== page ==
> something to pass the view scaling to the drawing routines for the objects
    > so they can scale the shadow offsets appropriately.
    >
    > I already had to subclass NSShadow in order to bind the joystick polar
    > coordinates offset to NSShadow's Cartesian offsets.  I simply added the
    > polar ivars and property declarations and then overrode NSShadow's "set"
    > method to do that.  I guess that also might be a place to scale the offset
    > for the view scaling.
    >
    > Is there any way to set a shadow offset scaling factor that can be set
    > once for a scaled view?  This is clearly unacceptable.
    >
    > NSShadow, unlike NSGradient, is a mutable object so you really need only
    > one.  One option might be to use a single (subclassed) NSShadow per window
    > (or view) instead of attaching one to each shadowed object as I am now
    > doing.  The scale factor could be imbedded in the shared NSShadow subclass
    > and scaled when the window is scaled (i.e., frame/bounds relationship).  My
    > own shadow object could just load the shared NSShadow's params when needed.
    > Maybe that's a solution. I just hate having to do a workaround for something
    > that, IMHO, should have been included (at least as a option) in the system's
    > (or cocoa's) shadow rendering process and I really don't want to go back to
    > doing my own shadows.
    >
    > Another possibility -- Is there anyway to offset the transparency layer
    > when drawing a shadow?
    >
  • Ah, Thank you , thank you.  That is the type of information I was hoping
    to elicit.  I haven't had a chance to delve into that yet, but it should
    prove useful.

        I re-architected my code to use a single NSShader in my rendering code,
    rather than putting one into each of my shadowed objects.  In one case I use
    the scaled scroller used in Sketch and lifted and modified the related
    Sketch code for part of my own sizing controller.  Since it had the bound
    scale factor, I set an outlet in my renderer to access that factor and then
    use it to scale the shadow offset and blur radius when rendered.  Not as
    clean as I would like since it broke some of my encapsulation, but it works.
    That same sizing controller does double duty (depending on how it is
    connected) in my down-scaled preview windows, but I haven't addressed that
    one yet.

        One thing I noticed, unless it's an optical illusion, that the visible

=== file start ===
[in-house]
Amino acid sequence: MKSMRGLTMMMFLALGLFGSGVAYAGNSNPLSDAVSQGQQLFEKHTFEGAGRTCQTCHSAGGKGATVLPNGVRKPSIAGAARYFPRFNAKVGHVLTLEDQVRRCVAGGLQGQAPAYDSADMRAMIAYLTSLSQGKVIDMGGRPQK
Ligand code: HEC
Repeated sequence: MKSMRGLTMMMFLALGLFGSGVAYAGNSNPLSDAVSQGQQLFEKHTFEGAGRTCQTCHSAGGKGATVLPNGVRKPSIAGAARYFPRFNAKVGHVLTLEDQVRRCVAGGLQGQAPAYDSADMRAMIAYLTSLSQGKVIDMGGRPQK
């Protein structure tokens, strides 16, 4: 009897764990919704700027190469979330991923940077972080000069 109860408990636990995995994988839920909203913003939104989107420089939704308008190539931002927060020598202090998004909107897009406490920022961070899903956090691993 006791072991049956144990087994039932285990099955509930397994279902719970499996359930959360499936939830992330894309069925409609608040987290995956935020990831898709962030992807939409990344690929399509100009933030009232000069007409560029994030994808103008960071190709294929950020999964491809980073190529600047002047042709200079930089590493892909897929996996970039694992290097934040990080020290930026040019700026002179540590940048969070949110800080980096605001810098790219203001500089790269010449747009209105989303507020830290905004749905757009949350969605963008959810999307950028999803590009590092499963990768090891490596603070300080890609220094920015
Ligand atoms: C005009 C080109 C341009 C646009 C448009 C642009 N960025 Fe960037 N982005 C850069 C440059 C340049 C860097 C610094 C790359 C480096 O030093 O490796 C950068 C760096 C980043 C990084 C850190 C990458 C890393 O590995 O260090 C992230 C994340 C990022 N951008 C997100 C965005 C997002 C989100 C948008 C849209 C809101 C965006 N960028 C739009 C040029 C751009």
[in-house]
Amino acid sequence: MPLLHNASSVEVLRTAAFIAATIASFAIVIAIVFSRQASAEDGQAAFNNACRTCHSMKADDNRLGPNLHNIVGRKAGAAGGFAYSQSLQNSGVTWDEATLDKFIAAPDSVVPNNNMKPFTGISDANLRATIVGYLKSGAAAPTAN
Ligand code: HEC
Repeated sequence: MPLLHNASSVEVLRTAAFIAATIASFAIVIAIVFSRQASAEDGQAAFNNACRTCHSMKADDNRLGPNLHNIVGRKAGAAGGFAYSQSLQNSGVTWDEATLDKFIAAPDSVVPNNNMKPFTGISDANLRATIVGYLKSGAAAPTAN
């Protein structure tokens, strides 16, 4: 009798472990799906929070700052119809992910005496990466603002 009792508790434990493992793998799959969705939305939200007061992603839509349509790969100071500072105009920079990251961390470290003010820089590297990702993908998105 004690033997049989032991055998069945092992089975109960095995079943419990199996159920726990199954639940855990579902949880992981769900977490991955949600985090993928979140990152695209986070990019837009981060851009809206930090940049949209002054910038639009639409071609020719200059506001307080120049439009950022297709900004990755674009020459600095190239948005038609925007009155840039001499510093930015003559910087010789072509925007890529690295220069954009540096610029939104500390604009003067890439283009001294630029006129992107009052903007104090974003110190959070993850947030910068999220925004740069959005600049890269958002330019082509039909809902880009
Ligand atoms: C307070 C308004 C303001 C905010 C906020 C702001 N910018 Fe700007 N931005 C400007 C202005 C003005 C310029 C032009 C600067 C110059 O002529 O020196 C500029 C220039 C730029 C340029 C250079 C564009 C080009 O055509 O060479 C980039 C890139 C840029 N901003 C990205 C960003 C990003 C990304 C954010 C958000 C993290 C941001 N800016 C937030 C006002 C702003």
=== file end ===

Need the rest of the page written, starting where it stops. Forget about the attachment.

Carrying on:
blur radius scales, but less than linearly.  I suspect that there is
    something about the density of algorithm computations that causes that.  The
    disparity becomes more obvious as the scale increases.

        BTW, is there some reason why NSGradient is (at least colorwise)
    immutable?  I currently attach one to each shaded object but would prefer to
    use only one in my renderer (as described above for shadows).  If done in
    the renderer, every draw operation requires a new NSGradient object, which
    should keep the garbage collector employed.  (Sometimes I really miss stack
    objects.  :-)

    > Shadows draw relative to what core graphics calls the 'base' ctm,
    > which is a transformation matrix independent from the one that applies
    > to normal drawing.  This matrix isn't directly accessible.  It's set
    > up to be the identity matrix usually, but if there's a user space
    > scale factor (as used for resolution independence, settable in Quartz
    > Debug), then it scales by that scale factor.  This is the same as the
    > transformation applied to the contentView of a window by default.
    > (The scale factor can also be retrieved with -[NSWindow
    > userSpaceScaleFactor].)
    >
    > You want your shadows to behave as if they draw in the space of your
    > view itself.  That isn't how it works, but you can emulate the effect
    > by just keeping track of what coordinate space everything is in.
    > Instead of setting offset and blur radius on your shadow object, you
    > want clients of your shadow to set new properties
    > userSpaceShadowOffset and userSpaceShadowBlurRadius.  Then when the
    > -set method is called on your shadow object, you can use methods like
    > -[[NSView focusView] convertSize:toView:] to convert the
    > userSpaceShadowOffset and userSpaceShadowBlurRadius to parameters in
    > the space on the contentView, then set a shadow with that offset and
    > blur radius.  That will work, because that's the space that
    > CoreGraphics interprets the numbers in.  Make sense?
    >
    > Hope that helps.
    > -Ken
    >
    > PS - if it seems more clear to you, you can work directly with
    > matrices instead of converting between coordinate spaces of views.
    > CGContextGetCTM([[NSGraphicsContext currentContext] graphicsPort])
    > gets you the standard transform matrix in -[NSShadow set].  You'd have
    > to calculate the 'base' transform matrix yourself using the info in
    > the first paragraph of this message.
    >